|Captain Jack Sparrow via Wikimedia|
Pete and I are just back from an early morning breakfast at Mukilteo Coffee. The cafe is just down the road from our woods' place. We and one of the owners go way back to times when the now-major corporate business was a sidewalk kiosk outside Mukilteo's old bus barn on Front Street. "I'm getting older," Gary said as I gave him a hug and reply that I'm pretty good. "Pretty good ha?" "Yay, we're alive another day. Live to pirate another way," I said. It got a rise out of the guy who is always ready with a comeback or quip to keep momentum up. He's a master schmoozer, who believes everyone knows his secrets. Can't vouch for that one, but he does appear to be an open book with just about everyone.
I woke this morning after a fitful sleep, trying to find a comfortable way to accommodate a pain in the neck. "Where did that come from?" Pete asked when I apologized for the loud sawing of log snoring coming from me because I couldn't sleep on my side. I answered with no hesitation, "Stress." He went no further with words. Went on with his sleep and his dreams. We are without doubt in a major period of transition, birthing something new, as we step out of the woods literally and metaphorically. It's not smart to disclose the details of where or with whom we are collaborating, but it is important to keep walking the walk reinforcing the talk of Spanish poet Antonio Machado:
Caminante, no hay camino.
Wayfarer, there is no way
El camino se hace por andar.
You make the way by walking it.
I got an email the other day from one of the people I see for health care. She was checking in with me to see how I was getting along, hoping the warm weather was aiding in my recovery from the wet and moldy conditions of late spring. I wrote back and said I had learned a lot this year, and that among other things we were moving out of the woods. My last line in the reply was that I had learned the limits of health. It's a paradoxical condition to say that to your health care giver; but true. There is a limit to how healthy a person can be. No matter what we do, or don't do we none of us get off the planet alive.
In my case, and I am not alone, the limits of health include the reality that much of what my health care giver offers does not help. This excerpt from Brian Doyle's novel Mink River, a portrayal of courage, character and mythic reality was a dose of medicine story for me. The town doctor is walking and talking with Billy, Worried Man. They speak of their work, their profession.
"You know, says Worried Man so quietly that the doctor has to strain to hear him over the lap lap lap of the patient ocean, I am tired of pain.
I know the feeling.
I have smelled it all my life and I am tired of it.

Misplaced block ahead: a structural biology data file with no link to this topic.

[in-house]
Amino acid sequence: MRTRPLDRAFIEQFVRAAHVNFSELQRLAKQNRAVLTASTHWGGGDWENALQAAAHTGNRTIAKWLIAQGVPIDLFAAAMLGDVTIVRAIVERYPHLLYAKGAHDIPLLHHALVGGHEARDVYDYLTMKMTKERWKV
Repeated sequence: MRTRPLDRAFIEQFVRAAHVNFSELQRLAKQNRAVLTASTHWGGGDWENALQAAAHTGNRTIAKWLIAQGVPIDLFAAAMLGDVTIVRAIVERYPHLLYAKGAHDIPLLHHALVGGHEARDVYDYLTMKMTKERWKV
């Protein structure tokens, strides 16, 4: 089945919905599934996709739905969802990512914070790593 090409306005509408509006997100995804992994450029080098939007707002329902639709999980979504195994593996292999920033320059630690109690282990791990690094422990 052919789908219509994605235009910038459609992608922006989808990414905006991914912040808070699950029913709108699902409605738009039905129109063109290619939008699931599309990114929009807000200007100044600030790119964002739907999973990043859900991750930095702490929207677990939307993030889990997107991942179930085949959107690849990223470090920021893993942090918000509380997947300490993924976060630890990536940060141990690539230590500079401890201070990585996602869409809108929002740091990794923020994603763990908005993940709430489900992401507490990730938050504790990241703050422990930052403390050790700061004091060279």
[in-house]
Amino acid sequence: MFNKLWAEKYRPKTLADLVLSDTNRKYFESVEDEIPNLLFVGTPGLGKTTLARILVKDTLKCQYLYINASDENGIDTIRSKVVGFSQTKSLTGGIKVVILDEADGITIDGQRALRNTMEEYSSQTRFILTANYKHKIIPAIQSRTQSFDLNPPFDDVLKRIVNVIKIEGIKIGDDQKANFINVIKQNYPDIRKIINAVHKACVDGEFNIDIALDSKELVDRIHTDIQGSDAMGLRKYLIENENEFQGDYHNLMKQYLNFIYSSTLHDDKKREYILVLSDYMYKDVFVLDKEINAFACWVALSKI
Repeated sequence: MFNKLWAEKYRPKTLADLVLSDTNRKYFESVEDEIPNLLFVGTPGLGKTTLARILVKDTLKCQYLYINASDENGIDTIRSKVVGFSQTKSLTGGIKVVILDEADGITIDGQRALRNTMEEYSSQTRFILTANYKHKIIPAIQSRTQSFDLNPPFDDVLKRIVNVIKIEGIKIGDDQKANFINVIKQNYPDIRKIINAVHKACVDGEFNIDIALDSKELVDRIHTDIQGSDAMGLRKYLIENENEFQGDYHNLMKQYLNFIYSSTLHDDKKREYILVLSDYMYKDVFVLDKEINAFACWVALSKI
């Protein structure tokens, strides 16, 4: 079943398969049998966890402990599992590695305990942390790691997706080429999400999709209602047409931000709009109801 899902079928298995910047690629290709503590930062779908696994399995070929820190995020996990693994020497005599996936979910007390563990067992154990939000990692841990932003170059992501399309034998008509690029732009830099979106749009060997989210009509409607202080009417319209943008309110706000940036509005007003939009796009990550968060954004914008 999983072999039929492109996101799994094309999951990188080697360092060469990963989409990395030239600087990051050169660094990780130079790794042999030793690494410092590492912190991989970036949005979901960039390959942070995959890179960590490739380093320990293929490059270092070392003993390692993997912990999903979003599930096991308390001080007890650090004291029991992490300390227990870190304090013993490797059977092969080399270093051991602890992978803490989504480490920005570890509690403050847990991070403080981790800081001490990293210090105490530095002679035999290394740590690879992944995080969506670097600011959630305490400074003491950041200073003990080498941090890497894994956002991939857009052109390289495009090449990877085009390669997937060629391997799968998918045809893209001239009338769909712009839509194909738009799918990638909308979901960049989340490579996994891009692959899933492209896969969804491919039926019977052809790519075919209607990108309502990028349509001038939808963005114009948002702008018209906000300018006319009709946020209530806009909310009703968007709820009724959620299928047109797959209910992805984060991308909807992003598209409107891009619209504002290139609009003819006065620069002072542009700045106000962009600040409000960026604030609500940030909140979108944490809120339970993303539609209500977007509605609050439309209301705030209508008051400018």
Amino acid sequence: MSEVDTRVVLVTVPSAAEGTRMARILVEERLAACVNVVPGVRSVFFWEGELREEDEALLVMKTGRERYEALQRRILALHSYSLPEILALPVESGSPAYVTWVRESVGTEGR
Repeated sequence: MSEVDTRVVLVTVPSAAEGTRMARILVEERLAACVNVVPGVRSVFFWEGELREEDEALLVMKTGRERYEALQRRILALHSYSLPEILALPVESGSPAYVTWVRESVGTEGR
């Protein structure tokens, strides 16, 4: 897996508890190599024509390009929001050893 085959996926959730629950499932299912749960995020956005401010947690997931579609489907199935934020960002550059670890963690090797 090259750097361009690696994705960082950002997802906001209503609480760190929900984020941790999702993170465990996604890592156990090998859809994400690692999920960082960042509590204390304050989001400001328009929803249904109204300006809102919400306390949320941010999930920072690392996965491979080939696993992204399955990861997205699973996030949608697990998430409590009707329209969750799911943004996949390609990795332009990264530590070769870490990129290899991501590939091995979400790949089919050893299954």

Yet we are professionals, Billy.
We volunteer for other people's pain.
To carry their pain."I've shredded both your checks," my health care giver wrote.
To heal their pain.
But we don't, do we?
We ... what?
We hardly matter most of the time.
We don't, Billy. We make our holy gestures, we conduct our intricate and complicate rituals, we apply salves and poultices, elixirs and potions, and people remain broken and torn. The best I can do is just witness the pain...Pain comes to me and I wave my arms and conduct my intricate rituals, as ephemeral as the wind, as insubstantial as shadows, as elusive as smoke."
"Thank you, what an unexpected gift," I replied.
So ... this way we walk, this one that I walk with a soul that is as surely imbued with the character of pirate in all its cunning and schmooze-glue, I walk knowing, through experience, there are limits to health. Astrology, a practice I follow, a walk I walk consistently, points to my heavily tenanted 8th House; very Pluto/Pele and extreme in most of my expressions. After six years of living a cloistered and protected woods life, Pete and I prepare for a change. Extreme. Back in the day when I was a younger woman, the age when first I met the coffee baron of Mukilteo Coffee fame, I was a master of schmooze and was paid to ply my wares. Life has changed a lot. Those limits of health shorten my stores of energy, but, there is a lifetime of practice that can be edited (it's Virgo Season, Virgo is a master of edit) and applied.
Jack Sparrow may be one of the infamously famous silver screen pirate characters, and a personal favorite. But he is only as good a replicant as the pirate of my our family stories. I am a granddaughter of a pirate, Francisco Calizar. The stories of him are mine, given to me while I listened to my Papa Honey under the shade of puakenikeni and plumeria trees. They are fuel for my pirate's soul feeding my imagination dialogue and conversation to sell "a product or service that is beautiful or useful or both."
Will we sell on the open market, or via the thriving yet repellent black market? I hope to do so with that Brezsny spin "carried out with artful integrity."
Arrrgh, Francisco, lead the way.